Growing up, I never thought of myself as someone who struggled with my mental health. Back then, mental health wasn’t discussed in the same way it is now, and I didn’t know what it meant to have “mental health” or even practice mental hygiene. As a highly sensitive person and empath, I now know (thanks to growing older and lots of therapy) that I was frequently riddled with anxiety — especially in social settings — in response to absorbing so much of everyone else’s feelings and experiences, plus dealing with my own. Crafting has always been my safe space to get me through and out of anxious feelings throughout the years.
For as long as I can remember, my entire being has orbited around crafting. It’s the place I go when I need to recalibrate physically, mentally, emotionally, and spiritually, the place I go when I feel lost and afraid, and also the place I go when I feel joy and happiness. Whether it’s a large canvas painting, a crocheted blanket, or gluing hundreds of tiny disco mirrors to a paper maché urn (my latest project), crafting has always been therapeutic, meditative, and felt like coming home to myself. But, it wasn’t until I experienced some of the most terrifying encounters with my anxiety and depression in 2021 that I realized just how necessary having craft hobbies is to my mental state and overall well-being.
I reached out to Djuan Short, LCSW, an EMDR trained therapist and certified trauma competent professional, to provide her insight on whether others also lean on crafting as a coping method. “As more and more people are being open about their mental health challenges, there has been an increase in people engaging in crafting hobbies. Your mental health is greatly impacted by what you think and feel subconsciously. Thus it impacts your feelings and behaviors consciously,” she said, noting how crafting is considered “soul work” and how it can positively impact how we think and feel.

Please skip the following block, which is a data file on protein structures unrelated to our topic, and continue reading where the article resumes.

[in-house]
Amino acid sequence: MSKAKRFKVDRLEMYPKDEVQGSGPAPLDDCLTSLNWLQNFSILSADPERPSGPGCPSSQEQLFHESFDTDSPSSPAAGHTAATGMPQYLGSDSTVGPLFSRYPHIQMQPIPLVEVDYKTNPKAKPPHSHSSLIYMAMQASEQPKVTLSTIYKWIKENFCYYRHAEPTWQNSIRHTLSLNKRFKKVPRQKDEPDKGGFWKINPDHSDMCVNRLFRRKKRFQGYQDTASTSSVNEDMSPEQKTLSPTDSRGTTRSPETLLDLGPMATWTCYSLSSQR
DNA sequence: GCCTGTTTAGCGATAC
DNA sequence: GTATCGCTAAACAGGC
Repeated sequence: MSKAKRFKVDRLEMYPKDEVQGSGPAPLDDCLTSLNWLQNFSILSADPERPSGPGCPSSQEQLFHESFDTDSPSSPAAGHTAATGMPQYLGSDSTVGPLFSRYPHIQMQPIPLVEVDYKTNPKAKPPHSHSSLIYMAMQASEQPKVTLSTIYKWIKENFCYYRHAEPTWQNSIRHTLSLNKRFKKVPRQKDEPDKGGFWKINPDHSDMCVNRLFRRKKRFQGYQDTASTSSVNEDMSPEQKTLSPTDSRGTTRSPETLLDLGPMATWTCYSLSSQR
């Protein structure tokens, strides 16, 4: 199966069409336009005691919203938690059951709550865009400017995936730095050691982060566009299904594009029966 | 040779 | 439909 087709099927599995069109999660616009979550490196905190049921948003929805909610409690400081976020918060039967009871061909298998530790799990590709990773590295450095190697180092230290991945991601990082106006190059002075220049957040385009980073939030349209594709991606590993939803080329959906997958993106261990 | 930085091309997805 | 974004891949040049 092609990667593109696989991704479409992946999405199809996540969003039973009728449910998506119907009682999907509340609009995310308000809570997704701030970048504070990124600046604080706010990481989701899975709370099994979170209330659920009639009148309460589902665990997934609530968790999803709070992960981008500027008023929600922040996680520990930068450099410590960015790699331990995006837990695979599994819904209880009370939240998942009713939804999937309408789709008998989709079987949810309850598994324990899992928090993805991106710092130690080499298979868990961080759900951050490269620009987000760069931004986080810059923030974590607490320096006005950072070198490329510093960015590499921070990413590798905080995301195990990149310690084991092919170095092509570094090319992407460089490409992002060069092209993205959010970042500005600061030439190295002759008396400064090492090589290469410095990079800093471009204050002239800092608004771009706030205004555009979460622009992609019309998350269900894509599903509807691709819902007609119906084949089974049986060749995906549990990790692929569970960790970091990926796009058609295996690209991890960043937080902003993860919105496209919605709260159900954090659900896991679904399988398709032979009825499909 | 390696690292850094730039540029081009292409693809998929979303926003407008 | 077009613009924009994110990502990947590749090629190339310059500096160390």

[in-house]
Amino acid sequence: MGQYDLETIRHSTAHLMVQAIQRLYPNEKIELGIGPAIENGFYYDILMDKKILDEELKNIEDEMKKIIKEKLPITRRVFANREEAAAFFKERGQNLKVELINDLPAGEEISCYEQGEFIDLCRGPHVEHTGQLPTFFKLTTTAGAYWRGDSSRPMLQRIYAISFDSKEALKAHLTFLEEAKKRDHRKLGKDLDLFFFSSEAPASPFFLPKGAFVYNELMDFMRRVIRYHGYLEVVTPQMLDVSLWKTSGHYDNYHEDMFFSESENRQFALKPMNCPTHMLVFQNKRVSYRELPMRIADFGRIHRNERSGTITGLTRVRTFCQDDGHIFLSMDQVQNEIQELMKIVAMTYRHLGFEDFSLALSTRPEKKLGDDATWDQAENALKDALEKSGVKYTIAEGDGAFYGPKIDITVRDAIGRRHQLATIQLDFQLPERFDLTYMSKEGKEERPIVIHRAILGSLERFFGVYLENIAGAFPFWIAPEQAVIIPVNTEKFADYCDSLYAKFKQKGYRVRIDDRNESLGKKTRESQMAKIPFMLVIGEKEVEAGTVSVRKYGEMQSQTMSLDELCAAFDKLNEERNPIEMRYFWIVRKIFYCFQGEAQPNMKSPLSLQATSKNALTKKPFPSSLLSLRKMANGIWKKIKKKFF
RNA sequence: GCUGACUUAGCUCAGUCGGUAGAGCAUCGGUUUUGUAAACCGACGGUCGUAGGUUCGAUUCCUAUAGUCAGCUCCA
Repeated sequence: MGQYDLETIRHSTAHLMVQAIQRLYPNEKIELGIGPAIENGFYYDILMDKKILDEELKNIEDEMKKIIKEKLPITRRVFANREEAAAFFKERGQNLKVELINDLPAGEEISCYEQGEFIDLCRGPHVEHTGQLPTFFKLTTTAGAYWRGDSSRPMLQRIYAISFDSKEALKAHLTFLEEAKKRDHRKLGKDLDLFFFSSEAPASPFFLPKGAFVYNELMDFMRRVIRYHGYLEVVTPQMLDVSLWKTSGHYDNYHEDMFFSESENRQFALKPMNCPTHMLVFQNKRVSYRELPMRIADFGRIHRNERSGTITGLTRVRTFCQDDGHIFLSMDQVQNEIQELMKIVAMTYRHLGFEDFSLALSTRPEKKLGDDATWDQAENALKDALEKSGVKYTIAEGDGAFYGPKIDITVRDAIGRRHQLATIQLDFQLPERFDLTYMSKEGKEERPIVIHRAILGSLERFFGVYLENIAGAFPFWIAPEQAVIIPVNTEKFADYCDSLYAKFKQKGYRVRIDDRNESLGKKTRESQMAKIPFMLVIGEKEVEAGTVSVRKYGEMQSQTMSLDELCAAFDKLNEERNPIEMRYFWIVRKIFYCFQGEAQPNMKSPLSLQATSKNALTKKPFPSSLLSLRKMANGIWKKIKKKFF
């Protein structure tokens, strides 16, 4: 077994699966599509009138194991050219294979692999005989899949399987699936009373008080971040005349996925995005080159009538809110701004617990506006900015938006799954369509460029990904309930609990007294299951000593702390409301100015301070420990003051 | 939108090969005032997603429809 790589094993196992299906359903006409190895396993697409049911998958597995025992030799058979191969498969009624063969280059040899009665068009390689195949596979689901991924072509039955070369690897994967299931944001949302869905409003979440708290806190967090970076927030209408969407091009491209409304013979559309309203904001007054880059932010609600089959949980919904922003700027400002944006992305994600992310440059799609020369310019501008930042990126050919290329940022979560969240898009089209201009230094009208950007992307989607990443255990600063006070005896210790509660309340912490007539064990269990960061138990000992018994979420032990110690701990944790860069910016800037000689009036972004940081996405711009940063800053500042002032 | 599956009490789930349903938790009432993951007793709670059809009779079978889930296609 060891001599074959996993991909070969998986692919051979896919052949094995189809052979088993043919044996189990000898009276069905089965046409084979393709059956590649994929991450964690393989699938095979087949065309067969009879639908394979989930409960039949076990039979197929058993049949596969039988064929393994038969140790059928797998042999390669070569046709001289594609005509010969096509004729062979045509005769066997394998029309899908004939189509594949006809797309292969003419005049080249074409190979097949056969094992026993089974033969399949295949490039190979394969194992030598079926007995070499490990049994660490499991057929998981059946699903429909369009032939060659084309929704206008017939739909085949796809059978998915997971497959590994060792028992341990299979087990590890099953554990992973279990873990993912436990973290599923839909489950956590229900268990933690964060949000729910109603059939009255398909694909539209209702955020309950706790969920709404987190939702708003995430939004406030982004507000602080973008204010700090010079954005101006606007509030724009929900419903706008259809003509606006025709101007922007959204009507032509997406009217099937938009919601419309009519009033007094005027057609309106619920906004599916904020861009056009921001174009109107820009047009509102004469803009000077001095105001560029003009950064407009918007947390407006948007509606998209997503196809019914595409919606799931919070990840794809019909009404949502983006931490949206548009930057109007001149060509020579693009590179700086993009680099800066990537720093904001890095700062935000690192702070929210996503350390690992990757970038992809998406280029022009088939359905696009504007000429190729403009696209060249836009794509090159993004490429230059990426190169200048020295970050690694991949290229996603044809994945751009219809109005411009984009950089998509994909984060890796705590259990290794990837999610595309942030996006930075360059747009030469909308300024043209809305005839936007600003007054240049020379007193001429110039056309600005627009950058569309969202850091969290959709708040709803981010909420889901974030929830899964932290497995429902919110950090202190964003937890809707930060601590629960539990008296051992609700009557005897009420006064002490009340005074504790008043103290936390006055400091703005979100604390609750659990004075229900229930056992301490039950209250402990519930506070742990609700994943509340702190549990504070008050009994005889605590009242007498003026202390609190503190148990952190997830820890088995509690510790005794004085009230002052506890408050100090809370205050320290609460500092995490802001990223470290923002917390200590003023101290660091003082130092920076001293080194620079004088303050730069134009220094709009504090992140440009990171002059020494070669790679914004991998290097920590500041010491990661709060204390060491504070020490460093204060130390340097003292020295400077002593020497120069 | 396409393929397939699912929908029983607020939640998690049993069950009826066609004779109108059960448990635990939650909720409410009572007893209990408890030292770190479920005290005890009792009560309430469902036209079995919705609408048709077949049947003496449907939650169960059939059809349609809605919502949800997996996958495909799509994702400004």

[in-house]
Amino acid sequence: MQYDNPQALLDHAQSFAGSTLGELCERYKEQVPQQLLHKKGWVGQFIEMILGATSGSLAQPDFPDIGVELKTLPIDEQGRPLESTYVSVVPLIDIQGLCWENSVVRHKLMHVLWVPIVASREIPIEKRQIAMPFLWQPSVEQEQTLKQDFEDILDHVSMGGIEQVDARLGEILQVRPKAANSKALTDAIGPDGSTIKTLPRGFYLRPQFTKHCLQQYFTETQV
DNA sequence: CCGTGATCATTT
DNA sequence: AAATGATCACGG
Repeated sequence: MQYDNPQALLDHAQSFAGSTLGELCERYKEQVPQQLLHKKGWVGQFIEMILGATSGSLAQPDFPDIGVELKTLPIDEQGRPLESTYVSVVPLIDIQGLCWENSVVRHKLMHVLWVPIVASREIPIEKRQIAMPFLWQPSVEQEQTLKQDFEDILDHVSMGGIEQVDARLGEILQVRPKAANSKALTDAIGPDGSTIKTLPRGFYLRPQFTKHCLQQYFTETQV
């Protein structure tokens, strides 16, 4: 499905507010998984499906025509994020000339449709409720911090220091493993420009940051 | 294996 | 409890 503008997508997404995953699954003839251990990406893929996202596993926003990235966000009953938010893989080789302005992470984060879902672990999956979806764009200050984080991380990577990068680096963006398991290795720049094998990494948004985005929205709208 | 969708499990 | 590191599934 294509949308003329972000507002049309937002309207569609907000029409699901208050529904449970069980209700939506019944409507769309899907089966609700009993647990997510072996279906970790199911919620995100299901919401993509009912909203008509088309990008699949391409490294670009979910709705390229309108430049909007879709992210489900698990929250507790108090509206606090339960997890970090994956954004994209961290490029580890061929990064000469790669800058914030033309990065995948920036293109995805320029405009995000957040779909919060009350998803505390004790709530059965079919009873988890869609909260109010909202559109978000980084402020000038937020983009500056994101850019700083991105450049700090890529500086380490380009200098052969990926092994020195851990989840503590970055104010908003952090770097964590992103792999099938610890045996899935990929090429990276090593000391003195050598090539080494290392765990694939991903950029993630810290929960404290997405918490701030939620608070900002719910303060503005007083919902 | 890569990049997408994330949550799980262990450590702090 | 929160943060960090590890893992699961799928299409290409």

Crafting for Mental Health
Like many people who consider themselves “makers,” I am never short on craft projects and am game to try almost anything and everything under the sun, while I have a few go-to mediums — painting, crochet, and paper maché are some of my pillars — I am particularly drawn to the mediums that are more challenging to me like pottery, embroidery, and sewing. Through a lot of self-reflection, I have realized that the reason for that is that my anxiety prevents me from taking risks in my life, which tends to put a damper on my resilience. When I take risks in crafting, the stakes are much lower but help me practice my strength in facing uncharted waters.
Resilience and risk-taking through crafting are ways my hobby has helped me cope with my anxiety — but they aren’t the only benefits. According to Short, vulnerability, letting go, and building confidence are also ways crafting can support the mind.
Vulnerability: “When you put your ideas out into the world, it can be a very vulnerable experience,” says Short. “Vulnerability is one of the most courageous and beautiful ways a person can show up,” she adds, noting how vulnerability permits us to “tap into our most authentic and truest selves.”